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Surge of neurophysiological coherence and connectivity in the dying brain

Overview of attention for article published in Proceedings of the National Academy of Sciences of the United States of America, August 2013
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  • In the top 5% of all research outputs scored by Altmetric
  • High Attention Score compared to outputs of the same age (99th percentile)
  • High Attention Score compared to outputs of the same age and source (99th percentile)

Citations

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99 Dimensions

Readers on

mendeley
454 Mendeley
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1 CiteULike
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Title
Surge of neurophysiological coherence and connectivity in the dying brain
Published in
Proceedings of the National Academy of Sciences of the United States of America, August 2013
DOI 10.1073/pnas.1308285110
Pubmed ID
Authors

J. Borjigin, U. Lee, T. Liu, D. Pal, S. Huff, D. Klarr, J. Sloboda, J. Hernandez, M. M. Wang, G. A. Mashour

Abstract

The brain is assumed to be hypoactive during cardiac arrest. However, the neurophysiological state of the brain immediately following cardiac arrest has not been systematically investigated. In this study, we performed continuous electroencephalography in rats undergoing experimental cardiac arrest and analyzed changes in power density, coherence, directed connectivity, and cross-frequency coupling. We identified a transient surge of synchronous gamma oscillations that occurred within the first 30 s after cardiac arrest and preceded isoelectric electroencephalogram. Gamma oscillations during cardiac arrest were global and highly coherent; moreover, this frequency band exhibited a striking increase in anterior-posterior-directed connectivity and tight phase-coupling to both theta and alpha waves. High-frequency neurophysiological activity in the near-death state exceeded levels found during the conscious waking state. These data demonstrate that the mammalian brain can, albeit paradoxically, generate neural correlates of heightened conscious processing at near-death.

Twitter Demographics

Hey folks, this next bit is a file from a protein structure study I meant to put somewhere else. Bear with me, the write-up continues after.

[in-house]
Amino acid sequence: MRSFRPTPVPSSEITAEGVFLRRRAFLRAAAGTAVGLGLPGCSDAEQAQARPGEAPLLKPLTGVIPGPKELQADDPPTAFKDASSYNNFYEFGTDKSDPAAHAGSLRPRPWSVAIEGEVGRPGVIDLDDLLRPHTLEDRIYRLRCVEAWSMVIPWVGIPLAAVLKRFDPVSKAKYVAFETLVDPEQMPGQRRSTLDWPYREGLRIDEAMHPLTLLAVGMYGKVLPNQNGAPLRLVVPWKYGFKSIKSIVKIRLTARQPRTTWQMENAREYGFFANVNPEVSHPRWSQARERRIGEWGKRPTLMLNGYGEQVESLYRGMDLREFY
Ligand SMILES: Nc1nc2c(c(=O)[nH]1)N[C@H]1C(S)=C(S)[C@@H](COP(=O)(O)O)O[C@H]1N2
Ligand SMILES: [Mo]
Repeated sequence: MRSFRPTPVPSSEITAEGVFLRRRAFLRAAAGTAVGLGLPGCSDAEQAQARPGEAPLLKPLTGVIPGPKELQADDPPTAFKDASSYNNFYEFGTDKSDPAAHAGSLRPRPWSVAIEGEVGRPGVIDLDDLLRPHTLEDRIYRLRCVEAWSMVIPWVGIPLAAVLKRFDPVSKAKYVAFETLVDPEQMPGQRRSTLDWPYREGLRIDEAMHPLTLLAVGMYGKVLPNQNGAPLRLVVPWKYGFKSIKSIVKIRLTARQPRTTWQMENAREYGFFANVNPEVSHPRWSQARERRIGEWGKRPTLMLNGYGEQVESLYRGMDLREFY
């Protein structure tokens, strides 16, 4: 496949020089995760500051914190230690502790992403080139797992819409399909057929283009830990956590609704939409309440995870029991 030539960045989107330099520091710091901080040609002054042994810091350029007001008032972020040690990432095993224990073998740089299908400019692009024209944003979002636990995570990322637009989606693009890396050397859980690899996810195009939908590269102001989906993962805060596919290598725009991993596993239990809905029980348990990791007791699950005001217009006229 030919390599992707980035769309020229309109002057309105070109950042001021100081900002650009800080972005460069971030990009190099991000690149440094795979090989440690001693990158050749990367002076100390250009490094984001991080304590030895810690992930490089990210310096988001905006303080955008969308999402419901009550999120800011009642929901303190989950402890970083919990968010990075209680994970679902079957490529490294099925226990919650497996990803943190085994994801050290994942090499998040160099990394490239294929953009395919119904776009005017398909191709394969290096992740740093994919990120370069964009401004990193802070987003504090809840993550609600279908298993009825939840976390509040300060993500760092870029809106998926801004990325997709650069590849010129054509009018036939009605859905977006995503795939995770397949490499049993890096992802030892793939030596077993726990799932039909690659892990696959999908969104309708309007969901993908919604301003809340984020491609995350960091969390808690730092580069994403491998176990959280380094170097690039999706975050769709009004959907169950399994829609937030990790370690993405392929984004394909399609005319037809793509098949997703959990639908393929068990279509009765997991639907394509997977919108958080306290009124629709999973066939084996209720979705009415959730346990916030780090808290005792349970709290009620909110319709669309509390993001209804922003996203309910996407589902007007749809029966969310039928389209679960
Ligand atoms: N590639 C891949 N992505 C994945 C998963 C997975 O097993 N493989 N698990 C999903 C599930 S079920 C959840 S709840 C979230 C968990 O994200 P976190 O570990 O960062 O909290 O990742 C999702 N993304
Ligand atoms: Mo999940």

The data shown below were collected from the profiles of 239 tweeters who shared this research output. Click here to find out more about how the information was compiled.

Mendeley readers

The data shown below were compiled from readership statistics for 454 Mendeley readers of this research output. Click here to see the associated Mendeley record.

Geographical breakdown

Country Count As %
United States 12 3%
Germany 5 1%
Japan 5 1%
United Kingdom 4 <1%
France 3 <1%
Netherlands 3 <1%
Australia 2 <1%
Spain 2 <1%
Cuba 2 <1%
Other 12 3%
Unknown 404 89%

Demographic breakdown

Readers by professional status Count As %
Student > Ph. D. Student 104 23%
Researcher 81 18%
Student > Master 57 13%
Student > Bachelor 47 10%
Professor 29 6%
Other 103 23%
Unknown 33 7%
Readers by discipline Count As %
Agricultural and Biological Sciences 87 19%
Psychology 74 16%
Neuroscience 68 15%
Medicine and Dentistry 66 15%
Engineering 35 8%
Other 69 15%
Unknown 55 12%

Attention Score in Context

This research output has an Altmetric Attention Score of 851. This is our high-level measure of the quality and quantity of online attention that it has received. This Attention Score, as well as the ranking and number of research outputs shown below, was calculated when the research output was last mentioned on 22 March 2021.
All research outputs
#10,682
of 17,433,323 outputs
Outputs from Proceedings of the National Academy of Sciences of the United States of America
#380
of 89,462 outputs
Outputs of similar age
#54
of 166,562 outputs
Outputs of similar age from Proceedings of the National Academy of Sciences of the United States of America
#3
of 910 outputs
Altmetric has tracked 17,433,323 research outputs across all sources so far. Compared to these this one has done particularly well and is in the 99th percentile: it's in the top 5% of all research outputs ever tracked by Altmetric.
So far Altmetric has tracked 89,462 research outputs from this source. They typically receive a lot more attention than average, with a mean Attention Score of 30.8. This one has done particularly well, scoring higher than 99% of its peers.
Older research outputs will score higher simply because they've had more time to accumulate mentions. To account for age we can compare this Altmetric Attention Score to the 166,562 tracked outputs that were published within six weeks on either side of this one in any source. This one has done particularly well, scoring higher than 99% of its contemporaries.
We're also able to compare this research output to 910 others from the same source and published within six weeks on either side of this one. This one has done particularly well, scoring higher than 99% of its contemporaries.